Decade of 1920s or before Top Ten


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1
Sunrise: A Song of Two Humans 1927,  Unrated)
Sunrise: A Song of Two Humans
This is perhaps the most advanced silent film ever made. The effects that were used here were overshadowed when sound was introduced shortly after, and the mobility of the ever improving silent cameras demonstrated in Sunrise, quickly disappeared with the introduction of gigantic sound cameras.

This is a rare example of the silent era at it's absolute peek!
2
The Crowd 1928,  Unrated)
The Crowd
Absolutely amazing. This was made just as the art of silent movies had been perfected and just before the movie industry reboot caused by the sound era. Many films have portrayed the tragedy of the "everyman" in modern America, but none have done it better than "The Crowd".
3
Battleship Potemkin 1925,  Unrated)
Battleship Potemkin
The propaganda jibber-jabber has little meaning to a modern viewer. However the techniques that made this film famous are interesting enough to justify sitting through it, despite the plot. Let's face it, you have to give the Mona Lisa 100% rating even if it's just a portrait of some unknown chick.

It's not the work itself, it's the groundbreaking influence it had on it's artform!
4
Nanook of the North 1922,  Unrated)
Nanook of the North
This is a series of remarkable reenactments of what a typical Inuit ("Eskimo" in this film) goes through in his daily life. Of course, the phony part of this film is that Nanook had to dismiss his modern guns and amenities to hunt with a harpoon like his ancestors used to do. Since Nanook plays along with the filmmaker in this regard, he treats the viewers to skills that practically transport us back to the time before the white man's influence. I can't argue with Flaherty's decision to stage this film rather than to just show the real Inuit lifestyle, because the effect is still authentic enough to make it informative, while it's also infinitely more entertaining to see a man struggle hand to hand with a gigantic Walrus rather than pumping a few rifle rounds into it's brain. Nanook was truly a great hunter, and it's fascinating to watch this master at work, which is why he became a superstar long after his death as this film spread around the world.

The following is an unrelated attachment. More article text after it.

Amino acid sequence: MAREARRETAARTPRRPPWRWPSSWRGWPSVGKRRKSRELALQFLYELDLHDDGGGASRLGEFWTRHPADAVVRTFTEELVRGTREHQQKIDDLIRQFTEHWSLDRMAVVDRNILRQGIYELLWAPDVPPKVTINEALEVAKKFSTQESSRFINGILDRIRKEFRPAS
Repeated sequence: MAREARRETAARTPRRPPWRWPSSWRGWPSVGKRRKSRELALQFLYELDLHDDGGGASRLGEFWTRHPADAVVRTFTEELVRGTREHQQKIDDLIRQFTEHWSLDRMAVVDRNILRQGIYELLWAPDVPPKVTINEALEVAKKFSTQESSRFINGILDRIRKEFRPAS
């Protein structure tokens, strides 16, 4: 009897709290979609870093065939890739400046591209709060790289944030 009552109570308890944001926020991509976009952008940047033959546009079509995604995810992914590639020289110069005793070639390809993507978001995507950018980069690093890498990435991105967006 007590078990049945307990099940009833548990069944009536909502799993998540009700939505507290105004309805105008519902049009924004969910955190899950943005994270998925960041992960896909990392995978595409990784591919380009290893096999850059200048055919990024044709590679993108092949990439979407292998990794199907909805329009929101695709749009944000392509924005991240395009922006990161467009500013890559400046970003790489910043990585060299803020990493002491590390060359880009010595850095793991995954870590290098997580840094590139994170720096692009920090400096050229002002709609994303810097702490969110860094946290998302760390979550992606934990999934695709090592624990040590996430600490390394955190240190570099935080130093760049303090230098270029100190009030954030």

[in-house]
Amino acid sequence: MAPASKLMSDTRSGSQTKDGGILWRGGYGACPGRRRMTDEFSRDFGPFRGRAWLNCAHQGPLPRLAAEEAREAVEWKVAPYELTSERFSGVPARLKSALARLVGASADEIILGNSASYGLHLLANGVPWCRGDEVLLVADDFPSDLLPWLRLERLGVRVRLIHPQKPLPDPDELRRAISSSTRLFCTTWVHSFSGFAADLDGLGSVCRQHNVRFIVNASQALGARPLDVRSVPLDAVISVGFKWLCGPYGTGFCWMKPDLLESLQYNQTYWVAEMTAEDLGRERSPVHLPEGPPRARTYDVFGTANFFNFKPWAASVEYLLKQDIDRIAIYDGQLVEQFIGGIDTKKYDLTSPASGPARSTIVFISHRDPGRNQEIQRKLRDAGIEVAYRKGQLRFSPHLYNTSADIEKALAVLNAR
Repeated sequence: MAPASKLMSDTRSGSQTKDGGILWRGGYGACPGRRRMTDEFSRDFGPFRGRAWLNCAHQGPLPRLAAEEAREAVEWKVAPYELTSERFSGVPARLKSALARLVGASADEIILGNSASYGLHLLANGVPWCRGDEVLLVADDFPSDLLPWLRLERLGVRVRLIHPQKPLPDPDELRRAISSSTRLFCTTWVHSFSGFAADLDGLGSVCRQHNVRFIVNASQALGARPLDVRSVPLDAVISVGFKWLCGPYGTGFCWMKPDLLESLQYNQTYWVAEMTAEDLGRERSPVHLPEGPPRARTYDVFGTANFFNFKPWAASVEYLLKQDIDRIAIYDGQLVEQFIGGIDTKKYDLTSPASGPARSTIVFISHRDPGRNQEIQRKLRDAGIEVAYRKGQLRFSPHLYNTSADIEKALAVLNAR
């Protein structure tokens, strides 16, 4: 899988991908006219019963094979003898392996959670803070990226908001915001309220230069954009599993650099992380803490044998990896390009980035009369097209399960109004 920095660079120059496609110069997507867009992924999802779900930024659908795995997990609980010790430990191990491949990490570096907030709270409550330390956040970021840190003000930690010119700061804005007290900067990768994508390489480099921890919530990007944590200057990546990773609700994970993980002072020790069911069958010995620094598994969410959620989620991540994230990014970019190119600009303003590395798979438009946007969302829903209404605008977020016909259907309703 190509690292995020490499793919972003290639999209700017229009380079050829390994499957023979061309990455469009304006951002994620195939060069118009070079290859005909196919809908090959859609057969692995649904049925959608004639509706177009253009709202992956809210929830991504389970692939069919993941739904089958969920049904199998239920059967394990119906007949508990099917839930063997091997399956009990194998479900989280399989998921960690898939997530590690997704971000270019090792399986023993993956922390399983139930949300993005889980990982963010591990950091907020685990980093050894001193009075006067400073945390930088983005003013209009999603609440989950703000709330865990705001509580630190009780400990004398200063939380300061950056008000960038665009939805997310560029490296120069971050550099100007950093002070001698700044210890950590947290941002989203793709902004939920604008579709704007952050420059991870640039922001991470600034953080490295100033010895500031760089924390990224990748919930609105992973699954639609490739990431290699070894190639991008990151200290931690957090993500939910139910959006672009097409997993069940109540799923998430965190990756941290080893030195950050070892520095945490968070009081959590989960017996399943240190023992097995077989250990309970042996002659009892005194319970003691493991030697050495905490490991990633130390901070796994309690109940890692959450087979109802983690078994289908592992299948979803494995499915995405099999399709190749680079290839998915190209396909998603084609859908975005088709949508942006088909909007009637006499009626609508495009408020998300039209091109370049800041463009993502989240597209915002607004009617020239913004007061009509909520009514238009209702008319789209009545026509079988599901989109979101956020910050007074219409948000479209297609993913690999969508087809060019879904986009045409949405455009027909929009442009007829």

Your interest in this film will basically reflect your interest in seeing a completely exotic society's way of life.
5
Strike (Stachka) 1925,  Unrated)
6
Die Niebelungen 1923,  Unrated)
7
J'Accuse! (I Accuse) 1919,  R)
8
Destiny (Der mude Tod) (The Weary Death) (Between Two Worlds) 1921,  Unrated)
9
Un Chien Andalou (An Andalusian Dog) 1929,  Unrated)
10
The Birth of a Nation 1915,  G)
The Birth of a Nation
What a paradox! The film that inspired ALL films is also a blatantly racist, KKK glorifying epic. You may be able to come to terms with the shock value of the racism, now that we live in the era of the first black president, and view this as a portrait of an ignorant time that is hopefully long gone. If you can handle it, you will be able to witness the actual invention of film.

The earliest filmmakers, Eisenstein, Ford, Lang all were influenced by Griffith's innovations in telling a story on the big screen. There is the reaction shot, the sexy leading lady closeup of Lillian Gish, the cutting back and forth between the damsel in distress and the approaching rescuers, the recreation of Lincoln's assassination. I read that many of these techniques were not actually invented for Birth of a Nation, but Griffith compiled them into a cohesive story, like a musician taking random notes and beats and uniting them to create a whole new style of music.

Griffith was deeply ashamed of the racism himself, so I think even he would hesitate to give this movie 100%.
11
Our Hospitality 1923,  Unrated)

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